#3 Water selection needs special attention. The most disregarded aspect in tea-making is the water. After all, the harmless looking transparent liquid could hardly make a big difference right? Wrong! Clean and pure water allows you to enjoy the true essence of the tea. It is the freshness of water in its pure state that helps us admire the loving benevolence of Mother Nature. The addition of chlorine and fluoride does alter the taste of water and can consequently have a detrimental effect on the actual taste of the tea you prepare, while distilled water results in flat tea which takes away the pleasures of sipping the beverage. On the other hand, high mineral content in the water abets the exquisiteness and sweetness of green tea. The perfect cup of tea requires water with an alkaline pH level of approximately 7.9 and a temperature that hovers between 75 degree and 85 degree centigrade.




My perfect cup of tea:

• Add fresh water to a stove top kettle and bring it to a boil.

• While the water boils, prepare the tea leaves by placing an adequate amount of loose tea leaves {about 1/3 full} in a Gaiwan {covered bowl}. Since the tea leaves will need room to expand when they begin to infuse, make sure you do not overcrowd the leaves. This will help the leaves release the maximum amount of flavour.

• Pour the freshly boiled water to the Gaiwan so that it covers the leaves. Revel in the enticing aroma of the tea as the leaves steep in the water. In about 2 to 3 minutes the infusion will complete.

• Once the tea leaves have steeped enough to reach the strength you prefer, pour the tea into your favourite cup and add a sweetener {if desired}. Now that your tea is ready, you can enjoy it on its own or pair it with some sweet or savoury treats.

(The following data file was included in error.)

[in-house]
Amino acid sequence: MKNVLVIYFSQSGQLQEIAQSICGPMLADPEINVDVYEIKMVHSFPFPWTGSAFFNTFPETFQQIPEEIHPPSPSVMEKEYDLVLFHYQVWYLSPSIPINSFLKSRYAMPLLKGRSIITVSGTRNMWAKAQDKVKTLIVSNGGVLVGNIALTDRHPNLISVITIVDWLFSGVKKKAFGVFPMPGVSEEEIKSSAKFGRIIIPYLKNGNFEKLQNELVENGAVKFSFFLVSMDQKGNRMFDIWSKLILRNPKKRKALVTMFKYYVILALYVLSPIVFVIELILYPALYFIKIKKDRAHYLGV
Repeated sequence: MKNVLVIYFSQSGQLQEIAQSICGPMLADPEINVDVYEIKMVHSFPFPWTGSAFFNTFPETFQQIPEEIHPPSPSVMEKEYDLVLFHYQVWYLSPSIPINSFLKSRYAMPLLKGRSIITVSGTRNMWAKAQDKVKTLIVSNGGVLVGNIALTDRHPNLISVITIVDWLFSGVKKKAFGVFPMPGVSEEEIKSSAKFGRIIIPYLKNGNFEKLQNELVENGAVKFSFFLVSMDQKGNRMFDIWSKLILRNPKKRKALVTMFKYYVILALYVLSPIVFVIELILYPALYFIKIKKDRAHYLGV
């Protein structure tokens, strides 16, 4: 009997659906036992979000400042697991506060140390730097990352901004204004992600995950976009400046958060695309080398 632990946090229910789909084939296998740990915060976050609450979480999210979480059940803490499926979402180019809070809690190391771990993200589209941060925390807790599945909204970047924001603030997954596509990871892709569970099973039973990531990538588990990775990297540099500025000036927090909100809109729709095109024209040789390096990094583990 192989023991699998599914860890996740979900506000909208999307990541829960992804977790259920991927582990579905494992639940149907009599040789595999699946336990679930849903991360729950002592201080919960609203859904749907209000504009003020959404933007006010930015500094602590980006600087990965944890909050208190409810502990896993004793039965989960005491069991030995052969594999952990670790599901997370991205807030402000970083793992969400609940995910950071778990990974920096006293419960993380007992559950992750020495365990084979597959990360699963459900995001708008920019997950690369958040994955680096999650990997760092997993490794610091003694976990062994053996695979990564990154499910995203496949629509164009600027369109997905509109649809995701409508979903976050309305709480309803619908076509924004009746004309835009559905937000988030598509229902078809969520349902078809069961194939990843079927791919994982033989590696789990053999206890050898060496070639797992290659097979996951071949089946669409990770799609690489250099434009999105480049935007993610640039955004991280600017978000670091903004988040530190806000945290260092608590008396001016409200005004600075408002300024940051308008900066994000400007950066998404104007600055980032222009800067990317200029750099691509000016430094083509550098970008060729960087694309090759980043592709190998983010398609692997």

Note: The fragrance of the tea leaves is what makes the customary drinking of tea complete. If you are using a small cup for your tea then do not indulge in the blatant gulping or drinking of tea without revelling in its aroma. Sip the tea nonchalantly through your lips and teeth and, as you make a hissing sound you will be able to enjoy the more intricate taste and aroma of the cup of tea you have prepared.



My perfect cup of tea

* I like my tea at medium strength. If I use more leaves than this then they do not get the chance to reach their complete strength, which in simpler words mean that they get wasted.

End note: Just like everything else, tea has its own cultural and geographical uniqueness which varies from the person who prepares it to the country it is being prepared in. It is a personal experience which differs for everyone right from the way it is brewed to the manner in which it is presented.

But one thing that bridges the vast chasm of cultural differences is the fact that tea invites a moment and a refreshing pause in the day. It gives us the chance to cherish time, to stop and sip bringing in a sense of being carefree even if it lasts till your last sip of tea. No matter which continent you sit in, and how you drink it, tea is always soothing and always welcome.

How do you like to drink yours?

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* I love bringing together a bunch of conflicting items and weaving my own sense of one-ness to them. *